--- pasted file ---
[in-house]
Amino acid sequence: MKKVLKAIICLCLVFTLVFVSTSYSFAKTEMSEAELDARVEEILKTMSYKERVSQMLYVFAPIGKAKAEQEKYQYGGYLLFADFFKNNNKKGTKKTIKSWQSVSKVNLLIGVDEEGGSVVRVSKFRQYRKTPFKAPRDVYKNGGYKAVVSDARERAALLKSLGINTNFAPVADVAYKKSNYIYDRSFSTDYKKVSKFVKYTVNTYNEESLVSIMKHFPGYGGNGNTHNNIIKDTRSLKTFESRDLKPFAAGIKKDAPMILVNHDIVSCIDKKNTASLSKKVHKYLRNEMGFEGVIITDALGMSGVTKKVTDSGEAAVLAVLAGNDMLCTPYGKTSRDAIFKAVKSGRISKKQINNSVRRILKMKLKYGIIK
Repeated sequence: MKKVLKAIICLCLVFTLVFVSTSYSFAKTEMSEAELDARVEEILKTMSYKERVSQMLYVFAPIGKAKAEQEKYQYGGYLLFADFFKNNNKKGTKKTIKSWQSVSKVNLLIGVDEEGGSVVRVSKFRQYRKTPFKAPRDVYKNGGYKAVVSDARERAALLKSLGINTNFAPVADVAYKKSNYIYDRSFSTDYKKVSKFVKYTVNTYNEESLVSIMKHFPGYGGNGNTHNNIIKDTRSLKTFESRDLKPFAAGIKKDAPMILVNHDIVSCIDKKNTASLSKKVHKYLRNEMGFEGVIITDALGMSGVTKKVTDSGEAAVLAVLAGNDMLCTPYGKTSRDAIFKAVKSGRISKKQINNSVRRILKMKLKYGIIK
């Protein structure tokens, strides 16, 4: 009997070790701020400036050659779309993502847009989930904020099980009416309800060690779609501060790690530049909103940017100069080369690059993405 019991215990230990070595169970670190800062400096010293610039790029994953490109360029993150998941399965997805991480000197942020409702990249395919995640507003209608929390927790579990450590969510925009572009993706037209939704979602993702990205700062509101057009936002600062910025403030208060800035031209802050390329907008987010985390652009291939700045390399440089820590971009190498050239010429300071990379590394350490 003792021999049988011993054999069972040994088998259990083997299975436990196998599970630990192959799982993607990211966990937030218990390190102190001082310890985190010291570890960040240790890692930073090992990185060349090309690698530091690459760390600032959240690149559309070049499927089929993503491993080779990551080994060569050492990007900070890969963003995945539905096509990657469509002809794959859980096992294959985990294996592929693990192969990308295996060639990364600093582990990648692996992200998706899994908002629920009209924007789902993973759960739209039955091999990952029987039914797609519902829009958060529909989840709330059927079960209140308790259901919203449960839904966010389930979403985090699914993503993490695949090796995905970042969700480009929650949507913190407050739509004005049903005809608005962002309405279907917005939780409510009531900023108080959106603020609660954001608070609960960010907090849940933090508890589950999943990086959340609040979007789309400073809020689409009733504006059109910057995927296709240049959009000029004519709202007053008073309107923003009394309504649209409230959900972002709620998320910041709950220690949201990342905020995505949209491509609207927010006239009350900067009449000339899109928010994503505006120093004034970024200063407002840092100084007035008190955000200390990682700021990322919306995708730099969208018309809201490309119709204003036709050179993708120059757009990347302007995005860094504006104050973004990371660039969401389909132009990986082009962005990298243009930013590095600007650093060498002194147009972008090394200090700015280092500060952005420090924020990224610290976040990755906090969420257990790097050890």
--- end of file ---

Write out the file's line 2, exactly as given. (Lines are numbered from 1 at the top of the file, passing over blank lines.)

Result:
Amino acid sequence: MKKVLKAIICLCLVFTLVFVSTSYSFAKTEMSEAELDARVEEILKTMSYKERVSQMLYVFAPIGKAKAEQEKYQYGGYLLFADFFKNNNKKGTKKTIKSWQSVSKVNLLIGVDEEGGSVVRVSKFRQYRKTPFKAPRDVYKNGGYKAVVSDARERAALLKSLGINTNFAPVADVAYKKSNYIYDRSFSTDYKKVSKFVKYTVNTYNEESLVSIMKHFPGYGGNGNTHNNIIKDTRSLKTFESRDLKPFAAGIKKDAPMILVNHDIVSCIDKKNTASLSKKVHKYLRNEMGFEGVIITDALGMSGVTKKVTDSGEAAVLAVLAGNDMLCTPYGKTSRDAIFKAVKSGRISKKQINNSVRRILKMKLKYGIIK